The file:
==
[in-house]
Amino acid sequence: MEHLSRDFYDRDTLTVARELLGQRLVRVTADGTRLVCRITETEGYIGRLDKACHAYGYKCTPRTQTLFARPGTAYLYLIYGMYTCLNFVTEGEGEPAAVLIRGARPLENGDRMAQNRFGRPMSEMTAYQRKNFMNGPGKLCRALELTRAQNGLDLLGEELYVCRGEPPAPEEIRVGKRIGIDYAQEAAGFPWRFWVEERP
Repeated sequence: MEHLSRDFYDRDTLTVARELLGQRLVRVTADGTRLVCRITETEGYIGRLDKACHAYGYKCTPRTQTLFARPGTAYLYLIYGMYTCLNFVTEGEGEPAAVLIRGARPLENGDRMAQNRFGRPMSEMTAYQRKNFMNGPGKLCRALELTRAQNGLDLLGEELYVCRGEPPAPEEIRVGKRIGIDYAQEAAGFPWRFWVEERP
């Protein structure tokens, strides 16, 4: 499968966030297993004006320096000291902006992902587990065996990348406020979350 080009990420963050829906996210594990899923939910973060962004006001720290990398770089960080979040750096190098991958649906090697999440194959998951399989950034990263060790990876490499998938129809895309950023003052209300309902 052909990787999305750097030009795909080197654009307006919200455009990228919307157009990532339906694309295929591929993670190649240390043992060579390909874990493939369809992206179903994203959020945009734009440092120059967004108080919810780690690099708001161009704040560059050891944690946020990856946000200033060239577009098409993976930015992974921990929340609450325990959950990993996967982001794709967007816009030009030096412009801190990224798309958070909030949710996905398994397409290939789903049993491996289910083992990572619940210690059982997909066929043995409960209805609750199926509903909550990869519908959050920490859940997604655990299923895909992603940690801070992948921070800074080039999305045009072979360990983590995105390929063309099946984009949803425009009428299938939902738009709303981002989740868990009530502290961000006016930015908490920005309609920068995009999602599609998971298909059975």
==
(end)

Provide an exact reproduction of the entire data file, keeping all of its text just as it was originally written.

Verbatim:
[in-house]
Amino acid sequence: MEHLSRDFYDRDTLTVARELLGQRLVRVTADGTRLVCRITETEGYIGRLDKACHAYGYKCTPRTQTLFARPGTAYLYLIYGMYTCLNFVTEGEGEPAAVLIRGARPLENGDRMAQNRFGRPMSEMTAYQRKNFMNGPGKLCRALELTRAQNGLDLLGEELYVCRGEPPAPEEIRVGKRIGIDYAQEAAGFPWRFWVEERP
Repeated sequence: MEHLSRDFYDRDTLTVARELLGQRLVRVTADGTRLVCRITETEGYIGRLDKACHAYGYKCTPRTQTLFARPGTAYLYLIYGMYTCLNFVTEGEGEPAAVLIRGARPLENGDRMAQNRFGRPMSEMTAYQRKNFMNGPGKLCRALELTRAQNGLDLLGEELYVCRGEPPAPEEIRVGKRIGIDYAQEAAGFPWRFWVEERP
């Protein structure tokens, strides 16, 4: 499968966030297993004006320096000291902006992902587990065996990348406020979350 080009990420963050829906996210594990899923939910973060962004006001720290990398770089960080979040750096190098991958649906090697999440194959998951399989950034990263060790990876490499998938129809895309950023003052209300309902 052909990787999305750097030009795909080197654009307006919200455009990228919307157009990532339906694309295929591929993670190649240390043992060579390909874990493939369809992206179903994203959020945009734009440092120059967004108080919810780690690099708001161009704040560059050891944690946020990856946000200033060239577009098409993976930015992974921990929340609450325990959950990993996967982001794709967007816009030009030096412009801190990224798309958070909030949710996905398994397409290939789903049993491996289910083992990572619940210690059982997909066929043995409960209805609750199926509903909550990869519908959050920490859940997604655990299923895909992603940690801070992948921070800074080039999305045009072979360990983590995105390929063309099946984009949803425009009428299938939902738009709303981002989740868990009530502290961000006016930015908490920005309609920068995009999602599609998971298909059975």